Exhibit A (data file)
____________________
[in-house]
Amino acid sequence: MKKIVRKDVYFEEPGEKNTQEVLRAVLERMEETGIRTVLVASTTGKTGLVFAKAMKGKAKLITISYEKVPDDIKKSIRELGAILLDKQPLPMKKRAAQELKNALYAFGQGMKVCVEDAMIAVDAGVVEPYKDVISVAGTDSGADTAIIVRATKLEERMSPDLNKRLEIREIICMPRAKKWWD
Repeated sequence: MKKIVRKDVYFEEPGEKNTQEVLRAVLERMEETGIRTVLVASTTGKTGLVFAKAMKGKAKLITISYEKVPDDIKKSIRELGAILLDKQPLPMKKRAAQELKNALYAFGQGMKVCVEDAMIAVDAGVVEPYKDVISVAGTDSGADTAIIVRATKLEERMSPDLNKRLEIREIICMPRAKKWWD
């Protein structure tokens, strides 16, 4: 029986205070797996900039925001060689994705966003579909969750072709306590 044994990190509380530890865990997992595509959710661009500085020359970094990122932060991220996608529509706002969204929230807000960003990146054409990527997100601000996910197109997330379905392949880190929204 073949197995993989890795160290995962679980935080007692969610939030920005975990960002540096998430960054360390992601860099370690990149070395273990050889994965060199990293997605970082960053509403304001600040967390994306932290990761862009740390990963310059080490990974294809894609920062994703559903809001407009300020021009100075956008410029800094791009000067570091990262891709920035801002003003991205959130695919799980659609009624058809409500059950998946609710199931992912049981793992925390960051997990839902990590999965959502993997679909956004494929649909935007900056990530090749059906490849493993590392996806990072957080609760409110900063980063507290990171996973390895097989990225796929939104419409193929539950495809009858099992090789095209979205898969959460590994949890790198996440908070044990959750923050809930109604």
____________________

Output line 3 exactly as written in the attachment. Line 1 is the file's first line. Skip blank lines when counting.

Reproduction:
Repeated sequence: MKKIVRKDVYFEEPGEKNTQEVLRAVLERMEETGIRTVLVASTTGKTGLVFAKAMKGKAKLITISYEKVPDDIKKSIRELGAILLDKQPLPMKKRAAQELKNALYAFGQGMKVCVEDAMIAVDAGVVEPYKDVISVAGTDSGADTAIIVRATKLEERMSPDLNKRLEIREIICMPRAKKWWD